I think there are two different but linked feedback loops involved here. The O2 partial pressure is limited by flammability- above 23%, even green wood burns enthusiastically, so the oxygen level won't rise higher, instead, more biomass will get oxidized. There is a *lot* of carbon available for this equilibrium, peat bogs and tropical forests should suffice.
The second loop is the CO2 temperature feedback- warmer climate encourages more coral reefbuilding which sequesters CO2 in carbonate reefs. IIRC, there are other temperature feedback mechanisms that would remove the CO2.
Where these two run into trouble is the increasing luminosity of the sun, which is driving CO2 toward zero. C4 plants arose relatively recently in response to the stress of lower CO2, and when this crucial component goes too low in about 200 million years, *that* could be a problem.
Since the next few decades are the real issue, all the above is only of scientific interest...
James R. Andrix wrote:
> At 12:51 PM 8/6/99 -0700, Peter McCluskey wrote:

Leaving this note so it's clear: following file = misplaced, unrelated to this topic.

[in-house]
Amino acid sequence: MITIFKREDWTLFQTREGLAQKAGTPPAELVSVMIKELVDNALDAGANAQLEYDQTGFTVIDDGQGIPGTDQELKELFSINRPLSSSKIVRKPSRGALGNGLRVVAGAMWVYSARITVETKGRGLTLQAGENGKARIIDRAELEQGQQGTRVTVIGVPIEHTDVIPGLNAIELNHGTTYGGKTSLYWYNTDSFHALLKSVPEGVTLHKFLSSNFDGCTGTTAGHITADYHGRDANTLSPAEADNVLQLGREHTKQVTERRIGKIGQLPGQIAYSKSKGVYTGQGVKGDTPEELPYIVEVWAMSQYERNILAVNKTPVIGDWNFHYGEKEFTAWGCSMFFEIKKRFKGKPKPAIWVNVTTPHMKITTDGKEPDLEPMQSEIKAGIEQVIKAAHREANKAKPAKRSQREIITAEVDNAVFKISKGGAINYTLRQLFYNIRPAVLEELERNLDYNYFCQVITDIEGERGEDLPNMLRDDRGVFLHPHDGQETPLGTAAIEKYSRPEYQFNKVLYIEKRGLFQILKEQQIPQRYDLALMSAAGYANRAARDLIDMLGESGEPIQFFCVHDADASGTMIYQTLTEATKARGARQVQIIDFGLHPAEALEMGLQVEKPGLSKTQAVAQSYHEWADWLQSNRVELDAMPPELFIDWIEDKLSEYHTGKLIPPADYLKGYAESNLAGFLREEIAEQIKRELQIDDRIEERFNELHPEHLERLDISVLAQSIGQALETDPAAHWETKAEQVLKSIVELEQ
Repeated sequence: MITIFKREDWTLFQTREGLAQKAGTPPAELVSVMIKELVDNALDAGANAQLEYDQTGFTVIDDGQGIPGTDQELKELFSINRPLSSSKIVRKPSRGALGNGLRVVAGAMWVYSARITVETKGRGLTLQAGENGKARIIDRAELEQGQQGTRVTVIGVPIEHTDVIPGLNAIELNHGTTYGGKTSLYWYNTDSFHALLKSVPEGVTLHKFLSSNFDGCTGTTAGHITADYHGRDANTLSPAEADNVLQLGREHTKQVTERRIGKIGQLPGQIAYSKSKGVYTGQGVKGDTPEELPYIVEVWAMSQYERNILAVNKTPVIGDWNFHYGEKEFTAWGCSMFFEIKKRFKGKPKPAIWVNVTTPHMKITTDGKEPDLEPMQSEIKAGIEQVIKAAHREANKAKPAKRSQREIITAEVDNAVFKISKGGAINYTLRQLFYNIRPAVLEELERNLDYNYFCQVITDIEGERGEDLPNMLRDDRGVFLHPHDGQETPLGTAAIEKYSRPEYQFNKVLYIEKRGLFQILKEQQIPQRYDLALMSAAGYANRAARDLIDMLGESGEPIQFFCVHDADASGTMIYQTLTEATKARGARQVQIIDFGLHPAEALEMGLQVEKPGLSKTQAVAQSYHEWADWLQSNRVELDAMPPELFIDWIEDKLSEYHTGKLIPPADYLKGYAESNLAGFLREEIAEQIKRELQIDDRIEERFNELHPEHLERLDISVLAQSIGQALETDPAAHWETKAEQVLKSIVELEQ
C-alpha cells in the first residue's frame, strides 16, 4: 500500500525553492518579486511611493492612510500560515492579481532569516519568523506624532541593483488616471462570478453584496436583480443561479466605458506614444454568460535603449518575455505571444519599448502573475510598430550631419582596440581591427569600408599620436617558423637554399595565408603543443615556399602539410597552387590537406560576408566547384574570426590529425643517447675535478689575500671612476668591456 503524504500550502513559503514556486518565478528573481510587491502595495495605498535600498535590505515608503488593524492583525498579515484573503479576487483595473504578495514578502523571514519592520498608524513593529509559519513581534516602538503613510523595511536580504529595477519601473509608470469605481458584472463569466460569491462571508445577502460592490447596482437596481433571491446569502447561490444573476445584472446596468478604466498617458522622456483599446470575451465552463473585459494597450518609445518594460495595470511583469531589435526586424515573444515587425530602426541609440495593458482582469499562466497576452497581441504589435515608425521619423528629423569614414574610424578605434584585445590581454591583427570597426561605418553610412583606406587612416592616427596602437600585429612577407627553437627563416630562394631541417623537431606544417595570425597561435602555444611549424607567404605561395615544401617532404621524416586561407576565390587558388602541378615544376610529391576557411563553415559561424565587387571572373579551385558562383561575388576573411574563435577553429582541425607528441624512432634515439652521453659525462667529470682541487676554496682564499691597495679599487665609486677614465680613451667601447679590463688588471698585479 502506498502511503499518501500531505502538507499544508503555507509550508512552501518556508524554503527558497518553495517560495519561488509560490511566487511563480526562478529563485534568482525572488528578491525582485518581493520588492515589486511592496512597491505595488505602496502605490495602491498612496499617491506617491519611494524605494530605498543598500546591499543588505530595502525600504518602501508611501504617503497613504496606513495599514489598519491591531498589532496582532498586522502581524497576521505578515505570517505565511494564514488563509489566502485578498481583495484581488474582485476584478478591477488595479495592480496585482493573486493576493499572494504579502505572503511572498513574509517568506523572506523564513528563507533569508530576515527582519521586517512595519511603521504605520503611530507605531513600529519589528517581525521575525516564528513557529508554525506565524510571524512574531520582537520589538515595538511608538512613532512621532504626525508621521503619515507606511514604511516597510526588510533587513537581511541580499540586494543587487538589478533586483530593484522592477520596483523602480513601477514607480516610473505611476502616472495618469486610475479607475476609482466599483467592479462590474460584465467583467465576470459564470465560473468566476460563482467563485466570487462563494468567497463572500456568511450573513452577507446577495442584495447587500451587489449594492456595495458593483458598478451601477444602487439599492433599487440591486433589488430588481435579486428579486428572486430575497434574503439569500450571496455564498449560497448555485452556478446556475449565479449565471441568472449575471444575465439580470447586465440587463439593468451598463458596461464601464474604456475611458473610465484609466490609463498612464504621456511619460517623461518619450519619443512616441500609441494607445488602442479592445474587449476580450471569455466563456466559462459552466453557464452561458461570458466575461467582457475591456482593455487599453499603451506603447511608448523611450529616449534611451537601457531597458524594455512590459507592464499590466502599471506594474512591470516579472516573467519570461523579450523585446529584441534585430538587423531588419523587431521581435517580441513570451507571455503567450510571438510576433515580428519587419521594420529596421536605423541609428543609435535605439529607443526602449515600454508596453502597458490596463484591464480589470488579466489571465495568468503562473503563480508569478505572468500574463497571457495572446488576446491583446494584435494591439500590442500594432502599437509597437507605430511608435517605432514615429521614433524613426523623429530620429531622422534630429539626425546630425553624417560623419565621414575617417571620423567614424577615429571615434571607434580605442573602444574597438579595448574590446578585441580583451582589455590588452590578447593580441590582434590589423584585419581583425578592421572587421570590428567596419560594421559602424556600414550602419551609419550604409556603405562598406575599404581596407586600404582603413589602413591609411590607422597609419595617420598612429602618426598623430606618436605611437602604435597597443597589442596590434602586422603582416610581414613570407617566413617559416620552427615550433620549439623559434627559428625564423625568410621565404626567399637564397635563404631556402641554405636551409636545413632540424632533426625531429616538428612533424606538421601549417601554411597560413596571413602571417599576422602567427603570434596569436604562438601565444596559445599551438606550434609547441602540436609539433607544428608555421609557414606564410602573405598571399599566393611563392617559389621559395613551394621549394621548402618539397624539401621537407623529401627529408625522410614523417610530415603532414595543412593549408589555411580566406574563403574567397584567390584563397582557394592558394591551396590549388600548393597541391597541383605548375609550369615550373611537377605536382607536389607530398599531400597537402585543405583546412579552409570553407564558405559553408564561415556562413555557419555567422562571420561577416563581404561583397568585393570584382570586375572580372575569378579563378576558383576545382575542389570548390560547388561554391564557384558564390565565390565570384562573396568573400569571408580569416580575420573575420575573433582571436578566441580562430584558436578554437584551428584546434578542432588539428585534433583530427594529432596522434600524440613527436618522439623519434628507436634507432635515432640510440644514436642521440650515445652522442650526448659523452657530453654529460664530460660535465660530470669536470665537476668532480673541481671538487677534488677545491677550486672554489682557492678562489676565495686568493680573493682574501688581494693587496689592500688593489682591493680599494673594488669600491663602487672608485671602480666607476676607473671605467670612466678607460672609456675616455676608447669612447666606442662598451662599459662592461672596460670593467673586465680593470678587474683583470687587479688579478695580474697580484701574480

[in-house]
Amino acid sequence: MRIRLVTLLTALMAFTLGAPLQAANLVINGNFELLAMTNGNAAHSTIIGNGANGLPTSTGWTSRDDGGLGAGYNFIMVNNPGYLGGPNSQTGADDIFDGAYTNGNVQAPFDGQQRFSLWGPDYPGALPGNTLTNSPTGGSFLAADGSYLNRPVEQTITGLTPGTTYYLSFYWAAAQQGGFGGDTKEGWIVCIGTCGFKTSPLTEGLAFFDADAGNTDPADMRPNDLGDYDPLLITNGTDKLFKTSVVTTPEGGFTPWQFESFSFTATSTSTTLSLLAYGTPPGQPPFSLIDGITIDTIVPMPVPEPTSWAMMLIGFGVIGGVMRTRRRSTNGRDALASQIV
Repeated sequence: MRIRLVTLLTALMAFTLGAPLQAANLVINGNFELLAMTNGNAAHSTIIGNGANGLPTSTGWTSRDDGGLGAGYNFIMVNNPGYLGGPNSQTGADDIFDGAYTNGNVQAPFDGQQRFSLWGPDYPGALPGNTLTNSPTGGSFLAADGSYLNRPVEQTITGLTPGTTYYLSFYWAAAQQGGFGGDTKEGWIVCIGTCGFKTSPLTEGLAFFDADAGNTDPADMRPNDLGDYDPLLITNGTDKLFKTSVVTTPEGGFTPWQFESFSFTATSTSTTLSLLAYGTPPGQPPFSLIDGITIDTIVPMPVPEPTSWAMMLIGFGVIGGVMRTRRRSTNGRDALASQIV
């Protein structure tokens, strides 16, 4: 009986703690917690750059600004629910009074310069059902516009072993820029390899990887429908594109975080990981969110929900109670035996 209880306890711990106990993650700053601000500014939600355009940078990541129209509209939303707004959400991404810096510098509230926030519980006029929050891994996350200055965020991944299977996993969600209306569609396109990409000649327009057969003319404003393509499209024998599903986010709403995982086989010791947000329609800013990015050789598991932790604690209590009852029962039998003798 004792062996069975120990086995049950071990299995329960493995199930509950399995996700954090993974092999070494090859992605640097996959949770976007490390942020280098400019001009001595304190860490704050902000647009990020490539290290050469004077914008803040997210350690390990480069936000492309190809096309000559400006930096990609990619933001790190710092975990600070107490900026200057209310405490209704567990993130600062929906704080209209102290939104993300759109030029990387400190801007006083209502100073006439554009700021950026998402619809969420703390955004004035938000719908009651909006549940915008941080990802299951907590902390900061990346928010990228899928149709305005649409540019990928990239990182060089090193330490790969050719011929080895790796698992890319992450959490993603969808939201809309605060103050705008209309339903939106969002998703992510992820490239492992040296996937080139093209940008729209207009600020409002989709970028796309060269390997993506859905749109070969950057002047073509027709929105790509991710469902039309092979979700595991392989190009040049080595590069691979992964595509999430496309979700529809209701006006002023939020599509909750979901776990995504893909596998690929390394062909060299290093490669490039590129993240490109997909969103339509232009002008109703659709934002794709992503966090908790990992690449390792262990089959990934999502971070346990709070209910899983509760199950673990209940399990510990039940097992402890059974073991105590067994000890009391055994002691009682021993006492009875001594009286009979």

> > See Barrow and Tipler's The Anthropic Cosmological Principle, pages 567-569.
> >They show a long-term trend of rising oxygen levels which threatens to cause
> >most vegetation exposed to the atmosphere to burn 200 million years from now.
> What do you mean 'to burn' exactly? I'll assume that includes the death of
> all terrestrial plant life. 200 million years seems like an awfully short
> time, geologicaly.
> I'm thinking of this in terms of a 'Great Filter' i.e. If intelligent life
> has to evolve before oxygen destroys plants (and then just about all life)
> and WE made it with only 200 million years to spare...
> Of course marine plants aren't exposed to the atmoshpere.